• Don’t be under the influence. When you are under the influence of drugs or alcohol you may be more likely to share personal information and not even realize or remember it. Be sober and carry on, folks!
  • If someone asks too many questions, just re-direct the conversation to something more general like the weather or the sight you are visiting. The goal is to get the focus off you and onto something else.

9. Ask Questions from the Right Sources

  • Ask hotel/hostel staff. Staff at these locations are safe and reliable because their reputation and job are on the line. Can you imagine how fast a businesses’ reputation would dissolve if it was discovered their staff gave unreliable information? They would disappear in an instant! Ask the staff members for help, it’s why they are there!
  • Get lodging wifi from receptionist desk. Need wifi? Trust the lodging-specific password and do not connect to wifi that you are not familiar with.
  • Google it. When in doubt, google it out! The internet is a vast storehouse of information, use it to your advantage.

10. Be Confident

  • Small things make a huge difference. Every safety tip listed above is one small step that can positively impact your monetary and physical safety.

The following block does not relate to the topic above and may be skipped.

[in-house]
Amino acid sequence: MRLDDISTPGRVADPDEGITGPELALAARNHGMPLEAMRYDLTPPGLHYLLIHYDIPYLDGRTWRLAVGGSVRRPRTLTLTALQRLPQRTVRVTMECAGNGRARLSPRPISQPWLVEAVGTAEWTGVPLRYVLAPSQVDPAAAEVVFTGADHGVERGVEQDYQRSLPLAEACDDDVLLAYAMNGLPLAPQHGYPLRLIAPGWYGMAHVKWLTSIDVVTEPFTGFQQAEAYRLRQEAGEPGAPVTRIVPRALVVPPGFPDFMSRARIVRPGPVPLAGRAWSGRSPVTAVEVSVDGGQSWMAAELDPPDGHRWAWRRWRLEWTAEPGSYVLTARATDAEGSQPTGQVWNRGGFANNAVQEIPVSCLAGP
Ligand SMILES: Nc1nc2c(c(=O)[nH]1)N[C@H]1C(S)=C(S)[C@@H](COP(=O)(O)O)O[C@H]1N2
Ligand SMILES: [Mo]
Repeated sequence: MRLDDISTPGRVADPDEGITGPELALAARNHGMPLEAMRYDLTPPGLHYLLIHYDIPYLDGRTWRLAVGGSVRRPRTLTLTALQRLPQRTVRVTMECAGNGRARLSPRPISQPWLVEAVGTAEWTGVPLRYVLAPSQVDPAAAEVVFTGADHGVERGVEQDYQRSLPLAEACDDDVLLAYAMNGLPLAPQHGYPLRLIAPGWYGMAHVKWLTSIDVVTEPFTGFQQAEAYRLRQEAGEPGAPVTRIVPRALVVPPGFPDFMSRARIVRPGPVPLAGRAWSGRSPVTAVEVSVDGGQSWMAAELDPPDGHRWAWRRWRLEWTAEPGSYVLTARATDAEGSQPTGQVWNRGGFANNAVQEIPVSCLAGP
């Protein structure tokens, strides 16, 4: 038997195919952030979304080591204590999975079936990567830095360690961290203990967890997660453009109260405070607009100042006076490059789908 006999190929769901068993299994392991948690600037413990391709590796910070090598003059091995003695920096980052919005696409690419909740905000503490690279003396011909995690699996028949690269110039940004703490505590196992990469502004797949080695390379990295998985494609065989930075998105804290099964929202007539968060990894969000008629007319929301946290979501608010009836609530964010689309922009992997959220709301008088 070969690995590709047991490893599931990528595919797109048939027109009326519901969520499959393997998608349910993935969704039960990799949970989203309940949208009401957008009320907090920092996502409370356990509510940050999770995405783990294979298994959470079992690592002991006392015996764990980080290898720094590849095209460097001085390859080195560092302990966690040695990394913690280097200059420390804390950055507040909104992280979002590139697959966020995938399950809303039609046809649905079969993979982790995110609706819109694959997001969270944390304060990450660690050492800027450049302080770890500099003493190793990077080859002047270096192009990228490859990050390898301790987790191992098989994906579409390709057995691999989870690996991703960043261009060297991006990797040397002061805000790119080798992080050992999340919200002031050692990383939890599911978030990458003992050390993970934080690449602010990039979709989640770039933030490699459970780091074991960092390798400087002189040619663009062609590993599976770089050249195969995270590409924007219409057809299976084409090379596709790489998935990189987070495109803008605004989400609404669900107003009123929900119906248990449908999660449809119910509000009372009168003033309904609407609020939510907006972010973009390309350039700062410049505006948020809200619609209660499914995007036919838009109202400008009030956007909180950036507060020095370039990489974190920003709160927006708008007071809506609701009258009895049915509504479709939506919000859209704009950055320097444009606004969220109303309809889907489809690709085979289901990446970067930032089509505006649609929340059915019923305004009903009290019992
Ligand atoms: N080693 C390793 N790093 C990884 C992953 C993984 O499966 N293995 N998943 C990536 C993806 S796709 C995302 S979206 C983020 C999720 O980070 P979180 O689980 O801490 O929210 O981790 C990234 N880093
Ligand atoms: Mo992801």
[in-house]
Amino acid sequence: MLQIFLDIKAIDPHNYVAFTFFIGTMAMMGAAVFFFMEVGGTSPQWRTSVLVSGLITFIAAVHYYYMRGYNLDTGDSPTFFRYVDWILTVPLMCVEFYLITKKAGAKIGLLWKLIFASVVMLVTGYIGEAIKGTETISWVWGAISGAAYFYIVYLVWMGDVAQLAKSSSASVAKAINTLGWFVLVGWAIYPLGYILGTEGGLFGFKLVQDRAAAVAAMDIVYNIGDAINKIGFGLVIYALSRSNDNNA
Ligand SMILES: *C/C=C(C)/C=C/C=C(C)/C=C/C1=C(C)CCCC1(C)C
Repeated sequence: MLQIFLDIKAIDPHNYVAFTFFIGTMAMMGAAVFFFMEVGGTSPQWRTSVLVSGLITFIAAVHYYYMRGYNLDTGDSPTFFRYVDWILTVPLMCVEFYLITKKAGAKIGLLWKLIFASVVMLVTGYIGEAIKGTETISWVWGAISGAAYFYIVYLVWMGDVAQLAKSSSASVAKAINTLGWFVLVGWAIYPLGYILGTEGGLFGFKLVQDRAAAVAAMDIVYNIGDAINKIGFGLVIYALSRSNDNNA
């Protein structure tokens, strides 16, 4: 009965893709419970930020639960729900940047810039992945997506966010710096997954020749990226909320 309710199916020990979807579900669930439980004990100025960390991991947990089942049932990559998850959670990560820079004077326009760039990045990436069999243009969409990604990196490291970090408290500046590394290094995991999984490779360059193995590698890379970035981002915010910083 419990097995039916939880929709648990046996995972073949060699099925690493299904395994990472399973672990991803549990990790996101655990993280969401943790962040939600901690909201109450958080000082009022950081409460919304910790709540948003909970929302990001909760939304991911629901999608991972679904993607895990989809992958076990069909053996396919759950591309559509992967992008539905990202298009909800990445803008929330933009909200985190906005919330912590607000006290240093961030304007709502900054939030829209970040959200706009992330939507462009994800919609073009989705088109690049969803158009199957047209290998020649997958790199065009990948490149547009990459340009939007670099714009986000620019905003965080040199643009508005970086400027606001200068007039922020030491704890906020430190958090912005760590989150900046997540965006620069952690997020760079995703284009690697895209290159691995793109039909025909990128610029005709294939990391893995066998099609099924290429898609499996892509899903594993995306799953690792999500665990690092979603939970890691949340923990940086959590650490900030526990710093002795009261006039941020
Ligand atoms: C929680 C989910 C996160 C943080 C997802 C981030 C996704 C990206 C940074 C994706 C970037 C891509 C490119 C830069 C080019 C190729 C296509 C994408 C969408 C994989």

• Don’t project fear. Everyone can sniff a fearful person from a mile away. It’s obvious. People will react to how you react to them, so if you react with fear people will possibly be offended and react negatively towards you. Let’s not do that.
  • Confidence is key – and confidence is sexy! Have the courage to implement these tips, as well as any other relevant safety tips you discover, and watch as your confidence builds in the days leading to your vacation.

At the end of the day, you’re going to have a GREAT time! You’ve taken the necessary precautions to protect yourself and your property, so walk with confidence and enjoy yourself!

Photo of me pointing to the words "Travel Safety Tips". Frolic & Courage.
More of a visual person? Watch as I discuss how to stay safe while traveling abroad in this video.

What other safety tips do you have? Share them below!

– Antoinette | Frolic & Courage